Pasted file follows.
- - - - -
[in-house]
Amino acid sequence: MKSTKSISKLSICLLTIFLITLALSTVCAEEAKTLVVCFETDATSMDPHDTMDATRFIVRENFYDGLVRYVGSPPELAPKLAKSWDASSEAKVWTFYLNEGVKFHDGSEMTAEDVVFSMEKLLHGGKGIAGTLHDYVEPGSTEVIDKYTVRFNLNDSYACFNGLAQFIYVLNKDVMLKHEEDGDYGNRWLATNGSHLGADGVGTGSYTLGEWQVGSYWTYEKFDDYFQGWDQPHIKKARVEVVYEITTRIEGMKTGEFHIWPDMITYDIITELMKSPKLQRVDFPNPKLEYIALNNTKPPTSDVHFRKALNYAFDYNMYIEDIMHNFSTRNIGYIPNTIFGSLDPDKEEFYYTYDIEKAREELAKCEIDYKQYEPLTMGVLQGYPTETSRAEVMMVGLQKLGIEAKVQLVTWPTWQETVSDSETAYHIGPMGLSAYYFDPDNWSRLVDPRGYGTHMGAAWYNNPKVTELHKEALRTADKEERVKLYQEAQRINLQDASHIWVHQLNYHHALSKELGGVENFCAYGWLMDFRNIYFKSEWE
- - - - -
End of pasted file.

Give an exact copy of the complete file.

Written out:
[in-house]
Amino acid sequence: MKSTKSISKLSICLLTIFLITLALSTVCAEEAKTLVVCFETDATSMDPHDTMDATRFIVRENFYDGLVRYVGSPPELAPKLAKSWDASSEAKVWTFYLNEGVKFHDGSEMTAEDVVFSMEKLLHGGKGIAGTLHDYVEPGSTEVIDKYTVRFNLNDSYACFNGLAQFIYVLNKDVMLKHEEDGDYGNRWLATNGSHLGADGVGTGSYTLGEWQVGSYWTYEKFDDYFQGWDQPHIKKARVEVVYEITTRIEGMKTGEFHIWPDMITYDIITELMKSPKLQRVDFPNPKLEYIALNNTKPPTSDVHFRKALNYAFDYNMYIEDIMHNFSTRNIGYIPNTIFGSLDPDKEEFYYTYDIEKAREELAKCEIDYKQYEPLTMGVLQGYPTETSRAEVMMVGLQKLGIEAKVQLVTWPTWQETVSDSETAYHIGPMGLSAYYFDPDNWSRLVDPRGYGTHMGAAWYNNPKVTELHKEALRTADKEERVKLYQEAQRINLQDASHIWVHQLNYHHALSKELGGVENFCAYGWLMDFRNIYFKSEWE